School Library Journal Review

Gr 5-8-In present-day rural China, 14-year-old Chu Ju's mother gives birth to her second child, another girl. When her grandmother makes plans to sell the baby, Chu Ju decides to leave home. Perhaps then her family will keep little Hua and her parents will try again for a boy. After finding work on a sampan and becoming like a daughter to the fisherman's wife, she tells her story, and the woman is so horrified that she wants her to return home immediately. Forced to move on once more, the teen ends up in the household of Han Na, whose son wants to leave the rice paddies and go to Shanghai. Here Chu Ju proves her worth, making the paddy more productive using modern techniques she learns from her neighbor and friend Ling, caring for Han Na as she becomes increasingly weak, and rescuing her unfortunate son from jail in the city. Finally, having achieved a sense of self-worth, she goes back to see her family, but only to visit as she has made a life on the land bequeathed to her by Han Na. Whelan skillfully shows the mixture of past and present that is characteristic of rural China. She conveys the feelings of a nation on the brink of change, a country whose young people are trying out new ways of doing things, yet are clear about what traditional values are important to retain.-Barbara Scotto, Michael Driscoll School, Brookline, MA (c) Copyright 2010. Library Journals LLC, a wholly owned subsidiary of Media Source, Inc. No redistribution permitted.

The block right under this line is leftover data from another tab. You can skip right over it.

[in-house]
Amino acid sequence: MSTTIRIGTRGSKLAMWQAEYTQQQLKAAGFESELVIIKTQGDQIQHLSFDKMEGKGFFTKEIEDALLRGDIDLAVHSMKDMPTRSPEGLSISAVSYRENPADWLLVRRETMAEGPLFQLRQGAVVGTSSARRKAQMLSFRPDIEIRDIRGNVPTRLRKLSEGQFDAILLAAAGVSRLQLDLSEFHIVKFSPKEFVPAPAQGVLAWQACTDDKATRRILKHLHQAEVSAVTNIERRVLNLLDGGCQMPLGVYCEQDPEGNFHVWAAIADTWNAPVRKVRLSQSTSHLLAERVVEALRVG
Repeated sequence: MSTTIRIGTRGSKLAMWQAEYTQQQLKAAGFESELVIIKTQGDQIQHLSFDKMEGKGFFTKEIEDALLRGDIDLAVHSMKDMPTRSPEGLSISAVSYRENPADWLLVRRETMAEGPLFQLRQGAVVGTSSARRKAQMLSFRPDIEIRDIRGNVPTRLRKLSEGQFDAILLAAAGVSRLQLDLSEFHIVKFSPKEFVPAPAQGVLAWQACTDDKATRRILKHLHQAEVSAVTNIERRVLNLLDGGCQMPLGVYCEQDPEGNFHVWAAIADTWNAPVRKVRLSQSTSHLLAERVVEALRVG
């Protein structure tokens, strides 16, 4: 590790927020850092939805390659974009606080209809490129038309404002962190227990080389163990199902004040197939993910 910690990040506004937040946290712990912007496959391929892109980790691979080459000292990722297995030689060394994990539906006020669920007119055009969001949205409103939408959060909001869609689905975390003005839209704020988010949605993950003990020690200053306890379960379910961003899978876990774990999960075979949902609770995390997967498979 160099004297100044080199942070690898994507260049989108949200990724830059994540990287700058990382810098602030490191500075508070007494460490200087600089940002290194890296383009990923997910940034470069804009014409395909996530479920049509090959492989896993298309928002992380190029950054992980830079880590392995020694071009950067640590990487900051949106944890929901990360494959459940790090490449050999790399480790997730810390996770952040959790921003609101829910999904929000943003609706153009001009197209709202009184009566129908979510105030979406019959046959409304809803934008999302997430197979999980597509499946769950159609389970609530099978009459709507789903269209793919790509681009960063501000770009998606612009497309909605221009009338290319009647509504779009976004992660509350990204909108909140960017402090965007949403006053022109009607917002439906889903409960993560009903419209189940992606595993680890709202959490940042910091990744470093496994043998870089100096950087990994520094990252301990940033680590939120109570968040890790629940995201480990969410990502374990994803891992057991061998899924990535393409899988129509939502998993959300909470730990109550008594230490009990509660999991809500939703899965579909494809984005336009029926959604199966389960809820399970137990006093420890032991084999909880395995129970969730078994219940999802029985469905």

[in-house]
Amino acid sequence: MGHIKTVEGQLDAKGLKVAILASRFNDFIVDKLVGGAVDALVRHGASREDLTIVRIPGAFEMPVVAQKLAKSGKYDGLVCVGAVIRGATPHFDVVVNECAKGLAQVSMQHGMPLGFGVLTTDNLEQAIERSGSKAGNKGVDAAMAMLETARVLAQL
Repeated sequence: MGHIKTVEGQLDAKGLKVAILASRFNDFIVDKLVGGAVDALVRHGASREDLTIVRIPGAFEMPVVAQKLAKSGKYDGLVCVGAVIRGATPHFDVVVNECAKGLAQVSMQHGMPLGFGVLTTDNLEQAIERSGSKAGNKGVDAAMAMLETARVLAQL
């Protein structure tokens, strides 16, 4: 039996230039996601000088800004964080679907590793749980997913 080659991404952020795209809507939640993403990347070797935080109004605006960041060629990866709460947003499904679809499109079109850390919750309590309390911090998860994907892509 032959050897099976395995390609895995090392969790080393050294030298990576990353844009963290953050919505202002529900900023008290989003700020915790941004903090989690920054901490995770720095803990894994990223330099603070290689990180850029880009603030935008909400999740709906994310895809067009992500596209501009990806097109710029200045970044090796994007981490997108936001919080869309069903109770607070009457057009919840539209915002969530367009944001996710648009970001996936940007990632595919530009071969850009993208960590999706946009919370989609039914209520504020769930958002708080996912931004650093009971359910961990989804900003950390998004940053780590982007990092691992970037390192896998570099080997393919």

Chu Ju's House Chapter One It was the fifth day of the fourth moon, Tomb Sweeping Day, which some call the Day of Pure Brightness. It was just such a day, for the spring sky was bright blue and the fields of ripened winter wheat shone gold in the sun. All across the hills you could see villagers like ourselves making their way to their ancestors' graves. I ran ahead on the goat path, happy to leave the village where it was all houses and people. The sweet smell of wild roses followed us up and down the hills. I loved the upness and downness of the hills. On this day I thought hills were the best idea of all. "Chu Ju," my grandmother called, "you are like a wild dog let loose. Have a little dignity." Nothing I did pleased my nai nai. I slowed my steps, as was proper for so solemn an occasion. We would ask of our ancestors the thing we had asked in the village of the palm reader and of the astrologer. It was the thing that was talked of in our home day and night, sometimes in whispers, sometimes in angry shouts. Often Nai Nai would look sharply at me as if it were all my fault, and often I felt it was. We passed a small house where azalea bushes grew beside a pigpen. I took Ma Ma's hand and pointed out the pink piglets rooting among the pink blossoms. Ma Ma stood beside me smiling. The baby was due any time, and I guessed she was happy to rest for a moment. Ba Ba paused to admire some rows of new corn. My father was a doctor, but his parents had been farmers and he had been a farmer until the government had taken their land and joined it with other farms to make a big farm. When his parents protested, they were punished and sent away to this place where we now live. Ba Ba had only been a small child then, but he remembered the farm and took great pleasure in anything that grew. That is a thing I have from Ba Ba. "It is a good year for the corn," he said. He grinned at me. "Your little pigs will grow fat." Below us the houses became small. The river, the Gan Jiang, curled around the village like a silver ribbon. Overhead soared a great ying, with its dark wings and white breast. At last we came to the place where our ancestors were buried. The graveyard was small, with only three tombs. Ba Ba had planted a pear tree beside each tomb. The white pear blossoms drifted down like snowflakes, covering the graves. A little bird with an orange head peered at us from the top of one of the trees. Its song was like the gu zheng, the lyre, with its sweet sound. During the years of war and revolution the people of China had been blown about like autumn leaves, settling now here, now there. With many tears they had left the graves of their ancestors. Few people could afford a trip of a thousand kilometers to return to those tombs. Nai Nai said it was the disgrace of all those untended graves that caused our country so much sorrow. I had come to this resting place of our ancestors many times and knew the names on the stones by heart. I had seen the places set aside for my nai nai and my ma ma and ba ba and for a son if there should be one. I was saddened that there was no place for me. One day I would marry, and when I died I would lie with my husband in some distant place. I was seven when Ye Ye died. I came with Ba Ba to find a suitable location for my grandfather's grave. Ba Ba brought with him his bamboo divination blocks, which would help him discover the most auspicious place, the place with the best feng shui. If your ancestors were displeased with their burial place, they could be mischievous and cause you trouble. Nai Nai had been unhappy with the site Ba Ba had chosen for her husband, but then Nai Nai was unhappy about everything. Unlike Nai Nai, who could only see that I was not a son, Ye Ye had been kind to me and would pick the bits of meat from his rice and put them in my dish. When Ye Ye became sick, my ba ba prescribed a certain kind of snake for him and Ye Ye gave me bits of that cooked snake. For days I thought I felt it slithering about in my stomach. As a special treat Ye Ye would take me with him to fish in the river. First we would catch grasshoppers for bait. Once I caught a cricket, but Ye Ye shook his head. "Not a cricket," he said. "At night the crickets sing away the darkness." He wove a small bamboo cage for the cricket and put it beside my bed. "Now you will have only pleasant dreams," he promised. We sat by the river, Ye Ye with his long bamboo pole and I with my small one. Together we would watch the barges make their way down the river. "There is no end to where the river can take you and no end to the wonders it can show you," Ye Ye said. "The river is not like a road that comes to an end. It goes to the great river, the Chang Jiang, and from there to the sea, the hai, and from there to another hai." Ye Ye became silent, and I saw that he was on the river and floating toward the hai and from one hai to the next and from one wonder to an even greater wonder. Once we saw a dead man strapped onto a raft floating down the river. I cried out, but Ye Ye said, "It is nothing more than a death custom that some practice. It is not for me, for I must be buried in the place my son will choose, but I would not think it a bad thing to travel forever on the river." Chu Ju's House . Copyright © by Gloria Whelan. Reprinted by permission of HarperCollins Publishers, Inc. All rights reserved. Available now wherever books are sold. Excerpted from Chu Jus House by Gloria Whelan All rights reserved by the original copyright owners. Excerpts are provided for display purposes only and may not be reproduced, reprinted or distributed without the written permission of the publisher.